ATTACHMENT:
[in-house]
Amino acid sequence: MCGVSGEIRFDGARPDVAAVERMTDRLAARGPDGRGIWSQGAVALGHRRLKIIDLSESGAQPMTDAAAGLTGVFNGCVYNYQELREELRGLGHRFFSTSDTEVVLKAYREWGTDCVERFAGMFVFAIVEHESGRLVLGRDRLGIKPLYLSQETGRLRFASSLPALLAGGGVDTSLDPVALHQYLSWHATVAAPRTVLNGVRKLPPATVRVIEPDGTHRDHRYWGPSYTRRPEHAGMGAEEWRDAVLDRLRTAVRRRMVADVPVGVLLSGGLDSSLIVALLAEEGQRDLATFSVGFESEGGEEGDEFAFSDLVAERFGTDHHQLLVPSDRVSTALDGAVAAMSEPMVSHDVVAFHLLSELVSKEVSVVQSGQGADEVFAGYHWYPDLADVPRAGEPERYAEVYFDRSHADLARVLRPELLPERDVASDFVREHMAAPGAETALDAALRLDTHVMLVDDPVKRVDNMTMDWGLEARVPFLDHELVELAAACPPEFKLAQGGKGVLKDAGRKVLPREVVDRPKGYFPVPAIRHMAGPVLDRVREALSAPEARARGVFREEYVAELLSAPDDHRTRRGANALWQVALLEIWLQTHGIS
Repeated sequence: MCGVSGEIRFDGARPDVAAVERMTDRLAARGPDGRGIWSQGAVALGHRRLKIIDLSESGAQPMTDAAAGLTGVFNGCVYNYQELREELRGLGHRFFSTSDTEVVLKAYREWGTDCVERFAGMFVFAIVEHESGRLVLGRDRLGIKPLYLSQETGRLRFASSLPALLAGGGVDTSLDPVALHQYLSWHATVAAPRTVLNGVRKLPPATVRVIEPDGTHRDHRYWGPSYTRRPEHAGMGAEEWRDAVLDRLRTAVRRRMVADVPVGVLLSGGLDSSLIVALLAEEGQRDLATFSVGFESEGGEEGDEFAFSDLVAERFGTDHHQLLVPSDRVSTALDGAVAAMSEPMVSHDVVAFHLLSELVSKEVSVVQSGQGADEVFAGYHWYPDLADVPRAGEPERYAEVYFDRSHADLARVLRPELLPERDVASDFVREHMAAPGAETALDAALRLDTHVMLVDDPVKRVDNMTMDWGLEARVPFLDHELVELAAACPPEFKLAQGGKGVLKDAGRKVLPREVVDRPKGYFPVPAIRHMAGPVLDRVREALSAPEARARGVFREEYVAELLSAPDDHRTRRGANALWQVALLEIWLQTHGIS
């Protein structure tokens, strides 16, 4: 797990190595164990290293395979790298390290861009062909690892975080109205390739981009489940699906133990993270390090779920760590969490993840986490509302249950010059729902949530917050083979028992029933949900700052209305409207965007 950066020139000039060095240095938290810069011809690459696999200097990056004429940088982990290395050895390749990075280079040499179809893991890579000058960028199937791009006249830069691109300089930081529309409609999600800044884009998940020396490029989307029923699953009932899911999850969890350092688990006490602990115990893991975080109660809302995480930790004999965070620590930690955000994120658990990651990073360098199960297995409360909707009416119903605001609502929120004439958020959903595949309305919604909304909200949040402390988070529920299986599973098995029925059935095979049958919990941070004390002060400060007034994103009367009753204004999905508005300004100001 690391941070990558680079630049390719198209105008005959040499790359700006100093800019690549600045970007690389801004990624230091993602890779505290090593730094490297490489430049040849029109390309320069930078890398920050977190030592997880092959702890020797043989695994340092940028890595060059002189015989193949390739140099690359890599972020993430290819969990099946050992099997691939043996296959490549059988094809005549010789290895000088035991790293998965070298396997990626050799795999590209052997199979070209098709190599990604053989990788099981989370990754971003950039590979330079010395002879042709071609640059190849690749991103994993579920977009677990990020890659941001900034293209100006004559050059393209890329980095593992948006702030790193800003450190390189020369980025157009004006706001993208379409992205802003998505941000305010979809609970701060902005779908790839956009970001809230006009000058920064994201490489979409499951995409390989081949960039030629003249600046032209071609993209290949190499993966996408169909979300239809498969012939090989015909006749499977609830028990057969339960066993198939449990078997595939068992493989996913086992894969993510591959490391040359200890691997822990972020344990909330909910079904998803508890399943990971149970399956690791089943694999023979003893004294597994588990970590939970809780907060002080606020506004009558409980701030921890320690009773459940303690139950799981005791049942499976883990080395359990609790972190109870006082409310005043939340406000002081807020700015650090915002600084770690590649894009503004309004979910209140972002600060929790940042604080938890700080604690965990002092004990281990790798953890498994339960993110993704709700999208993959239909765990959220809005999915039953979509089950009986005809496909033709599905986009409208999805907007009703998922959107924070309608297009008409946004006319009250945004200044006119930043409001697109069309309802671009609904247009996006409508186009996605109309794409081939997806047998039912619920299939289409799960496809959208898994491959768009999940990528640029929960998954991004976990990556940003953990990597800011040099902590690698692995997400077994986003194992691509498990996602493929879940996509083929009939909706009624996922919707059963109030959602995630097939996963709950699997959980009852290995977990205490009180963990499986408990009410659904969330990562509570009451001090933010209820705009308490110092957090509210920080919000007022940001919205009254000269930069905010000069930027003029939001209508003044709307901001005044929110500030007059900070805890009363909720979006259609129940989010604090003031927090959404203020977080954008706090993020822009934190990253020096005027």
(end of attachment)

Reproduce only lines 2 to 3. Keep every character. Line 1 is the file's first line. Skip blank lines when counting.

Amino acid sequence: MCGVSGEIRFDGARPDVAAVERMTDRLAARGPDGRGIWSQGAVALGHRRLKIIDLSESGAQPMTDAAAGLTGVFNGCVYNYQELREELRGLGHRFFSTSDTEVVLKAYREWGTDCVERFAGMFVFAIVEHESGRLVLGRDRLGIKPLYLSQETGRLRFASSLPALLAGGGVDTSLDPVALHQYLSWHATVAAPRTVLNGVRKLPPATVRVIEPDGTHRDHRYWGPSYTRRPEHAGMGAEEWRDAVLDRLRTAVRRRMVADVPVGVLLSGGLDSSLIVALLAEEGQRDLATFSVGFESEGGEEGDEFAFSDLVAERFGTDHHQLLVPSDRVSTALDGAVAAMSEPMVSHDVVAFHLLSELVSKEVSVVQSGQGADEVFAGYHWYPDLADVPRAGEPERYAEVYFDRSHADLARVLRPELLPERDVASDFVREHMAAPGAETALDAALRLDTHVMLVDDPVKRVDNMTMDWGLEARVPFLDHELVELAAACPPEFKLAQGGKGVLKDAGRKVLPREVVDRPKGYFPVPAIRHMAGPVLDRVREALSAPEARARGVFREEYVAELLSAPDDHRTRRGANALWQVALLEIWLQTHGIS
Repeated sequence: MCGVSGEIRFDGARPDVAAVERMTDRLAARGPDGRGIWSQGAVALGHRRLKIIDLSESGAQPMTDAAAGLTGVFNGCVYNYQELREELRGLGHRFFSTSDTEVVLKAYREWGTDCVERFAGMFVFAIVEHESGRLVLGRDRLGIKPLYLSQETGRLRFASSLPALLAGGGVDTSLDPVALHQYLSWHATVAAPRTVLNGVRKLPPATVRVIEPDGTHRDHRYWGPSYTRRPEHAGMGAEEWRDAVLDRLRTAVRRRMVADVPVGVLLSGGLDSSLIVALLAEEGQRDLATFSVGFESEGGEEGDEFAFSDLVAERFGTDHHQLLVPSDRVSTALDGAVAAMSEPMVSHDVVAFHLLSELVSKEVSVVQSGQGADEVFAGYHWYPDLADVPRAGEPERYAEVYFDRSHADLARVLRPELLPERDVASDFVREHMAAPGAETALDAALRLDTHVMLVDDPVKRVDNMTMDWGLEARVPFLDHELVELAAACPPEFKLAQGGKGVLKDAGRKVLPREVVDRPKGYFPVPAIRHMAGPVLDRVREALSAPEARARGVFREEYVAELLSAPDDHRTRRGANALWQVALLEIWLQTHGIS